Gepts et al. (1965) first identified the inflammatory markers infiltrates in pancreatic islets, which are the hallmark of DM. Recent evidence suggested that the initiation of T1DM requires both CD4+ and CD8+ T cells that auto react with that auto react with T cells differentiate into effectors ??-cell antigens on local antigen presenting cells (APcs) that leads to the initiation of CD4+ T cells which are insulin reactive and CD8+ plays major role as ?? cell killers. T cells have the capability to directly kill ?? cells via cell to cell contact, through a cytotoxic process, on the other hand they can also influence their destruction through other factors, that involves the release of grazyme B, pro-inflammatory cytokines, possible signaling through pathways of programmed cell death. Another bunch of immune cell types including B cells, natural killer T cells, NK cell, ‘?T and macrophages have been implicated in T1DM progression. T2DM is characterized by obesity, impaired insulin dysfunction and increased endogenous glucose output.
2.1.9Morphology of DM and its long term complications
In most of the cases they are likely to be found in arteries (atherosclerosis), basement membrane of small vessels (microangiopathy), nephrone (diabetic nephropathy), retina (retinopathy), nerves (neuropathy) and also some other tissues shown in (Figure 2.1). These changes are prominently in both types of diabetes.
2.1.9.1 Pancreas
Lot many changes are commonly related with T1DM and T2DM. Reduction in the number and size of islets of langerhan, leukocytic infiltration of the islets, beta cell degranulation, and degenerated cells appeared with nuclear pyknosis, fragmentation, and others showed cytoplasmic vacuolation. Apart from these changes islet cell hormone are known to act differently in cases with DM as compared to the healthy individual. Few of them play important role in the regulation of digestive and metabolic functions and in turn they lead to dysregulation of exocrine pancreatic function (Henderson, 1969).
Figure 2.1: Diabetic complication
2.1.9.2 Vascular system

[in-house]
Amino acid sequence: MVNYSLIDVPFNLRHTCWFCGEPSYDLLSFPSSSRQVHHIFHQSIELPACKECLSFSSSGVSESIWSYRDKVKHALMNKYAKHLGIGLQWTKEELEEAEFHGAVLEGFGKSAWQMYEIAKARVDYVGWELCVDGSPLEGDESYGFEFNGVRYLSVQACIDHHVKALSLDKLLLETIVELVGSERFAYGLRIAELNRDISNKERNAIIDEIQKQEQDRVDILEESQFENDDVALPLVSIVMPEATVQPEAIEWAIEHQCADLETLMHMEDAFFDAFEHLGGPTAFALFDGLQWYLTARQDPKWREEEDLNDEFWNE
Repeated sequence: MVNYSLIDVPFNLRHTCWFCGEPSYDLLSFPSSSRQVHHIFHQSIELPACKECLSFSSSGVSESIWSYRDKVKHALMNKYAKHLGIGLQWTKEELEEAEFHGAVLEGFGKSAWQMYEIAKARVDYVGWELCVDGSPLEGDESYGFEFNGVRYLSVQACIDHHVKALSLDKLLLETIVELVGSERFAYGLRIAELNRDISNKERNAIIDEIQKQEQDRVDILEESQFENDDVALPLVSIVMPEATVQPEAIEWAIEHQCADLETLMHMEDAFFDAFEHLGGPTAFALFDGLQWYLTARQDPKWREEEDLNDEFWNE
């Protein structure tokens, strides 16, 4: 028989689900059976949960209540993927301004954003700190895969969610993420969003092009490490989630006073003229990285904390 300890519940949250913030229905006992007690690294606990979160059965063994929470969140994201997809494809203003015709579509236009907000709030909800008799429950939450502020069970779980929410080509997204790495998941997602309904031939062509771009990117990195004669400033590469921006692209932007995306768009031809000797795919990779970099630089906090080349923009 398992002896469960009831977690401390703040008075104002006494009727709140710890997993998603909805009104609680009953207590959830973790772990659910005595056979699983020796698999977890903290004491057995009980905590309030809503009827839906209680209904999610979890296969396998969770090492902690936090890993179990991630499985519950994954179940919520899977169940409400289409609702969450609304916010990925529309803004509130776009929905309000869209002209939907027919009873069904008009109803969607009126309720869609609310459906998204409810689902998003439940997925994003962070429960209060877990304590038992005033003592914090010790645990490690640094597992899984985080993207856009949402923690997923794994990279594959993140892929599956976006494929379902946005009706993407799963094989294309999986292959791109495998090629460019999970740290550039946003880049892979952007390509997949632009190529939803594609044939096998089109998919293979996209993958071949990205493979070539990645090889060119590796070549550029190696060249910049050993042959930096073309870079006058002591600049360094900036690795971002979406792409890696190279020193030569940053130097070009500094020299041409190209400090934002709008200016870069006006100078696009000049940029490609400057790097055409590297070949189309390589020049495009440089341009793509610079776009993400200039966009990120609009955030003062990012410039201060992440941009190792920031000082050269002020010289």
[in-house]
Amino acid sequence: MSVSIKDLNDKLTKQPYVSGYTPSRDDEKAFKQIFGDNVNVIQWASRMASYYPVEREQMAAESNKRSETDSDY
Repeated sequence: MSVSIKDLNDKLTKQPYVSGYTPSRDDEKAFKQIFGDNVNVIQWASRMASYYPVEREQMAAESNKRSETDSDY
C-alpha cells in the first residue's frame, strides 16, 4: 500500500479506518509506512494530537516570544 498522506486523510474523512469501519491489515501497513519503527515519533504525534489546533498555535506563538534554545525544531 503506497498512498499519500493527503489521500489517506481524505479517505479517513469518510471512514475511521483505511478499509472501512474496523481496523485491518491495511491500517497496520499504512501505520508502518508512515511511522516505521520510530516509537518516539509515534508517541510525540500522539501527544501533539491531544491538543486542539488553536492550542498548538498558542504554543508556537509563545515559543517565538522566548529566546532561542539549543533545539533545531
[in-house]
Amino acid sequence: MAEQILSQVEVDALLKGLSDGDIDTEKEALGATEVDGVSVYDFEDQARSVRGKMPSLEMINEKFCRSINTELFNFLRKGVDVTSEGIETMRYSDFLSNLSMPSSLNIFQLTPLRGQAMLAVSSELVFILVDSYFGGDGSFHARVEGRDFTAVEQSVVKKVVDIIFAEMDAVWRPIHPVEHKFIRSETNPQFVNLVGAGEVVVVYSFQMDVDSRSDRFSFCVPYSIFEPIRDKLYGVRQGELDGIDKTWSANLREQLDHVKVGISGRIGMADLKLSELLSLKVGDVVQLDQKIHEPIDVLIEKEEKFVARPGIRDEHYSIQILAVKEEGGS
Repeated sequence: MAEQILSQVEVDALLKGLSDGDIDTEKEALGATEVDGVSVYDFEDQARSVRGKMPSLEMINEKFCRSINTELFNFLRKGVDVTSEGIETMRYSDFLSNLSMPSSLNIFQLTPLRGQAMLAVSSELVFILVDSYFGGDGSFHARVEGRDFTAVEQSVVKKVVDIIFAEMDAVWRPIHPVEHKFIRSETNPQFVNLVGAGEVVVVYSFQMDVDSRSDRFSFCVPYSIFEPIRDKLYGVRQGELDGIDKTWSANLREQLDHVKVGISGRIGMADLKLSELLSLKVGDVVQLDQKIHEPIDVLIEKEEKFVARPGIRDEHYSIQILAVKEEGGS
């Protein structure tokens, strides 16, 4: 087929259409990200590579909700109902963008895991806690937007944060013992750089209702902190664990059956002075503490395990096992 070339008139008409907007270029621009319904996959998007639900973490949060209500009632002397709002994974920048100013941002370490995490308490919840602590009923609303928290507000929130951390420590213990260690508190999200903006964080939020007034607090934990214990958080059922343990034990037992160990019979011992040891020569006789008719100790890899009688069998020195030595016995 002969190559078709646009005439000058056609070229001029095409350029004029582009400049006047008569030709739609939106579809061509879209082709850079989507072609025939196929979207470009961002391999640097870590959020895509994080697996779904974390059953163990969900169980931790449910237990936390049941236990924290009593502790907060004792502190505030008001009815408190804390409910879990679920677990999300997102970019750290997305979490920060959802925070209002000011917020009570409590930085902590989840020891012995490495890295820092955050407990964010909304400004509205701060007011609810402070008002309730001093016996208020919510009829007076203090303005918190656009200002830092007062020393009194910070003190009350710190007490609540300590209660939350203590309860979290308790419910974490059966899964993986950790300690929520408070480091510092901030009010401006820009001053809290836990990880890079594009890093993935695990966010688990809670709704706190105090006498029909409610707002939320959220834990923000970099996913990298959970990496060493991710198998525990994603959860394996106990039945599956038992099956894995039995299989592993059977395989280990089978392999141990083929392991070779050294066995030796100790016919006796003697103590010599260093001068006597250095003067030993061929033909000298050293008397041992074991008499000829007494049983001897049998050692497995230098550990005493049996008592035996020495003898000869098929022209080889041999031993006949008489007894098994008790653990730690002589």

Myocardial infraction caused by atherosclerosis of coronary arteries and it is the most common cause of death in cases with diabetes. Severe atherosclerosis is accelerated by change in the size of aorta and large and medium sized arteries. Similarly large renal arteries are also subjected to severe atherosclerosis and the most severe damaging effect is seen on the kidneys (Clare-salzler, 2003).
2.1.9.3 Diabetic microangiopathy
Electron microscopy revealed vigorous endothelial proliferation accompanied by thickening and reduplication of basal lamina in each instance. Fegerberg described thickening of neural endoneural blood vessels with accumulation of periodic acid shiffs (PAS).
2.1.9.4 Diabetic nephropathy
It is one of the major causes of end stage renal disease affecting worldwide. It is clinically defined as progressively increasing proteinuria that is accompanied by increasing blood pressure and impairment of glomerular filtration. While the characteristic feature of diabetic nephropathy are nodular glomerulosclerosis, tubule interstitial fibrosis and atrophy, hyaline atherosclerosis and arterial sclerosis (Alsaad, 2007).
2.1.9.5 Diabetic ocular complications
Epidemiological studies suggest a positive relation between prevalence of retinopathy and hypertension. Increased blood pressure, through an effect on blood flow, has been hypothesized to damage the retinal capillary endothelial cells, resulting in development and progression of retinopathy. Lession in the retina take two forms pre-proliferative diabetic retinopathy (moderate and severe non-proliferative diabetic retinopathy) lead to the increased sign of development of ischemia followed by arterial thinning and occlusion or more frequently venous beading and looping, and intra retinal microvascular abnormalities. Advanced proliferative disease is characterized by fibrovascular proliferation and contraction that can lead to continued vitreous haemorrhage and retinal detachment (Negi et al., 2003).
2.1.9.6 Diabetic Neuropathy
Diabetic neuropathies are the family nerve disorder caused by diabetes. The major complications of neuropathy are diffused neuropathy of the distal symmetric sensorimotor type. Individual suffer from mixed sensorimotor defect and may experience pain, paresthesia, hyperethesia, dysesthesia, proprioreactive defects, loss of sensation, and muscle weakness and atrophy (Brown and Asbury, 1984). Neuropathy affects predominantly the large nerve fibers lead to motor and prioreceptive dysfunction.
2.1.9.7 Amputation
People with diabetes can develop many type of foot problems. Even ordinary problem left unnoticed could turn into a serious problem. These problems are usually caused when there is nerve damage also called as neuropathy. This can cause pain, numbness, tingling and weakness in the foot. Poor blood flow is also one of the major causes of foot injury.